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What are immigrants supposed to adapt to?

One of the biggest questions when speaking of the integration of immigrants and visible minorities in Europe and Finland is what are they supposed to adapt to. In theory everything sounds perfect in our law books. What happens on the ground, however, is a totally different story.  This abandoned Cadillac reveals the crude face of

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Is Finland ready for cultural diversity?

In light of social ills like racism and social exclusion in Finland, J. W. Berry of Queen’s University of Canada offers us an opportunity to ask a very important question: Are we in Finland ready for cultural diversity? If we still aren’t quite there yet, how long will it take?

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Who needs integration: immigrants or natives?

We must ask hard questions if we want our new integration program, which came into force in September, to do what it sets out to: effectively integrate new immigrants as equal members of society. But one of the many challenges of the program aren’t resources and immigrants but the attitudes of the native population.

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A good immigration integration policy for Finland and Europe

One of the biggest challenges to Finland’s new integration program is how well it promotes what it set out to do. How passionate are we Finns about ethnic and minority equality in this country if the most important piece of the puzzle is still missing: the big picture and what place new Finns and their children have in our society.

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Migrant integration: Can we learn from European experiences?

A new UK government policy on migrant integration is expected to be announced any day now. To date migrant community organisations have had no input into the way this has been developed by the government departments. But may be a new toolkit on migrant integration, just published by the European Network Against Racism, will give us some pointers on how groups working at the local level can regain some control over migrant integration projects.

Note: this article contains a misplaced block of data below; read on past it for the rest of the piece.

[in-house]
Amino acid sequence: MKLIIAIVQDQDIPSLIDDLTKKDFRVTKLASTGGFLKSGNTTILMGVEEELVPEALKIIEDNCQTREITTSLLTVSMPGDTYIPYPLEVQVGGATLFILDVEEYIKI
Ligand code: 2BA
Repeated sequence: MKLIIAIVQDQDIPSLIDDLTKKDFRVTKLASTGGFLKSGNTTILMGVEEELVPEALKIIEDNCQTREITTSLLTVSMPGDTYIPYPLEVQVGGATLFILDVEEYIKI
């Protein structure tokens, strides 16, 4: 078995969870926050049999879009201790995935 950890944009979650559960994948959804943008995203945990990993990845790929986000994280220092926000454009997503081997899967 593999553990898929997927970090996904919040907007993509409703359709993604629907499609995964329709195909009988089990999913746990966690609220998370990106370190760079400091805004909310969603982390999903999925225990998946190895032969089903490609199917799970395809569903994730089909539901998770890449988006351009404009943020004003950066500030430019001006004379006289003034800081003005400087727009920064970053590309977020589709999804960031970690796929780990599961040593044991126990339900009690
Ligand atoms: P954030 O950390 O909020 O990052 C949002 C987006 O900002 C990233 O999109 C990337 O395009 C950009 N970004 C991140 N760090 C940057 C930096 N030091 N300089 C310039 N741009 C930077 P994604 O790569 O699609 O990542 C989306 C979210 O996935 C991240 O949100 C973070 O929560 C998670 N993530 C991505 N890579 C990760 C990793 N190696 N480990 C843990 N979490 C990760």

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Is multiculturalism good for Finland?

One of the surprising matters about the debate on multiculturalism is how little we understand the basic terms. Take for instance the term multicultural. Does it only mean a society comprised physically of many (multi) cultures? Or is it a policy that facilitates the participation of immigrants and ethnic minorities in a society?

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Is the sauna a good integrator?

If a person asked me what is one of the most important cultural institutions enjoyed by a great number of Finns, I’d respond: the sauna. The sauna is more than a room where people bathe and sweat naked in 80-100 Celsius (176-212 Fahrenheit) temperatures. It’s a way of life for some Finns – so much

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Is there racism in Finland?

One of the most successful posts of this blog is, Are you a target of racism in Finland? In my opinion the reason why so many have read it is because there is a racism problem in Finland. A Niko wrote a recent comment, where he states, “there are some real problems in Finnish society